Saturday, January 10, 2015

Make mobile communication disappear

Maybe “disperse” is a better word than “disappear,” but futurist Mike Walsh thinks mobile communication already is disappearing. “When you look at new technologies like Google Glass, like Fitbit, things that are tracking our motion and steps, you are actually seeing the idea of mobile fragmenting, breaking up, and disappearing into our clothing, our eye wear, into our everyday lives,” he said.

Source: Ecourterre, Fittersift
“This is more than just about being cool or having new technology. The disappearance of the mobile phone is actually about a total integration between the digital world and our real world. And that’s going to change everything.” 

Everything? That includes how we communicate and how we behave. Communication is not about putting words, images or sound on any number of screens. Communication at work helps people understand and succeed. What if you receive an infographic with this hour’s purchase uptick after your new product introduction, exactly at the time you are delivering a presentation to your sales executive, sent to your aural or visual field simply because you are in a conversation on that topic? 

For one thing, you wouldn’t be heads-down in a digital screen to retrieve your most current numbers. And for another, you’d be out talking with people, having a conversation—the richest communication. How we communicate and how we behave will be different when smartphones, tablets, watches and glasses are truly contextual—aware of where you are and what you are doing—not a conveyance method driven by someone else’s delivery routine.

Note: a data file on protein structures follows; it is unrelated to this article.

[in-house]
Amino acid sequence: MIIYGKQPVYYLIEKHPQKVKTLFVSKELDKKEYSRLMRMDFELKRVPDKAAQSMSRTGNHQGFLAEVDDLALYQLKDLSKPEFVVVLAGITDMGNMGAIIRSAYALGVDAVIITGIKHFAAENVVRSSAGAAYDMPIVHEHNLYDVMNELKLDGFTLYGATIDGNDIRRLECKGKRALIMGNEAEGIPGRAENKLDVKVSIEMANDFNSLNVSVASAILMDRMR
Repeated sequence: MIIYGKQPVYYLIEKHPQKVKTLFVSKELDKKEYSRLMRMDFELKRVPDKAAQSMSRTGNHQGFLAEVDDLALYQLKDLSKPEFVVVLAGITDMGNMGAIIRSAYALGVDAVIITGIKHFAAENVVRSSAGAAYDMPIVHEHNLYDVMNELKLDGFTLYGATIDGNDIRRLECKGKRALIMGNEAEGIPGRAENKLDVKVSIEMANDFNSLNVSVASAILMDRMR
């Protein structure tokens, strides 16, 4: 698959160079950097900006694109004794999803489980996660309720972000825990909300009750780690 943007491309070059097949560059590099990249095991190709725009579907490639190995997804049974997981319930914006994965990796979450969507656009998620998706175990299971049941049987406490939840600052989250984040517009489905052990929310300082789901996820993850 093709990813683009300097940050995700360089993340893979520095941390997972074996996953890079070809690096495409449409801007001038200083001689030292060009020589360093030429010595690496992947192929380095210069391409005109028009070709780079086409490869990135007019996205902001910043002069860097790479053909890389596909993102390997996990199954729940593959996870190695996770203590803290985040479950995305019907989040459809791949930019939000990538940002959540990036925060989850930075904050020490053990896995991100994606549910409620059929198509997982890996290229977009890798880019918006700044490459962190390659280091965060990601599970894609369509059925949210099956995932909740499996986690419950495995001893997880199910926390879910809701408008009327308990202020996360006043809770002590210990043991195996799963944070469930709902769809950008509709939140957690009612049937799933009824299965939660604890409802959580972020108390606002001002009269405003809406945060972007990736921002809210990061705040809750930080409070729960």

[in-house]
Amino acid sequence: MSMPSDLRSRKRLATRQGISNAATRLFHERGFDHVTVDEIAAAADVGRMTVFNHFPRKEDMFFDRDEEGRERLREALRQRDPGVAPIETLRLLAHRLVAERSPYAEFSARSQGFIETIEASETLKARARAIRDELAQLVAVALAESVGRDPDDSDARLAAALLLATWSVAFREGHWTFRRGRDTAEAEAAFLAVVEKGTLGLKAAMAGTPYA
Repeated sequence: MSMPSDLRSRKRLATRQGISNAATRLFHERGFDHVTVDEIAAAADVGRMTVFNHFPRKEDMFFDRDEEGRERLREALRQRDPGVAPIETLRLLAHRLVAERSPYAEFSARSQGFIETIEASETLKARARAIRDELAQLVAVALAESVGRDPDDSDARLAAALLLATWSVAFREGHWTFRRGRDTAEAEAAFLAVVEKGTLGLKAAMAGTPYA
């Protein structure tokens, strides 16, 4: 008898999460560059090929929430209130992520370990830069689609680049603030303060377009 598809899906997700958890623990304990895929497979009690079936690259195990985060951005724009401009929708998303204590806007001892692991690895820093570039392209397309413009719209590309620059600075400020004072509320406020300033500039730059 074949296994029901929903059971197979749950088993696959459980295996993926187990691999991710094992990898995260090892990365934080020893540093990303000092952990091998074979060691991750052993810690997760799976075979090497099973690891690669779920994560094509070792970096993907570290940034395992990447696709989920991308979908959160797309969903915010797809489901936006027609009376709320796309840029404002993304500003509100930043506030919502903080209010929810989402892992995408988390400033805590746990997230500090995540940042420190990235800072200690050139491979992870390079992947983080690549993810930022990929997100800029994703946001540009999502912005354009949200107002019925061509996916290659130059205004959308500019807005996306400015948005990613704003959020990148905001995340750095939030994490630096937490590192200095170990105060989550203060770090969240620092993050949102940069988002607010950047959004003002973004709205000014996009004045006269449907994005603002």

That’s been a problem employee communicators have faced from Day One. We can deliver messages, but their relevance depends on the receiver, not the sender trying to capture attention and drive engagement.

Employee communicators are trying out company-to-employee apps on smartphones, practicing limited context even as very early adopters are practicing integrated context in wearable computers like clothing or tattoos. Since more than half of adult Americans said in the recent Pew Research Internet Project it would be “very hard to give up” their cellphones, we as communicators have a path to bridge real life with smartphones into future, on-the-job, context technology.

Also from the Pew study, both the Internet and cell phones were more important to respondents than television, email, and even social media. In real life, people experience how cell phones connect them to others, and maybe intuitively they understand it’s the Internet that helps them find, create and share information, not to mention organize work, learn skills and do our jobs better.

So when you think of mobile communication, think of context, not merely delivery. Appreciating context, not just delivering information, is a good practice for any workplace communication.

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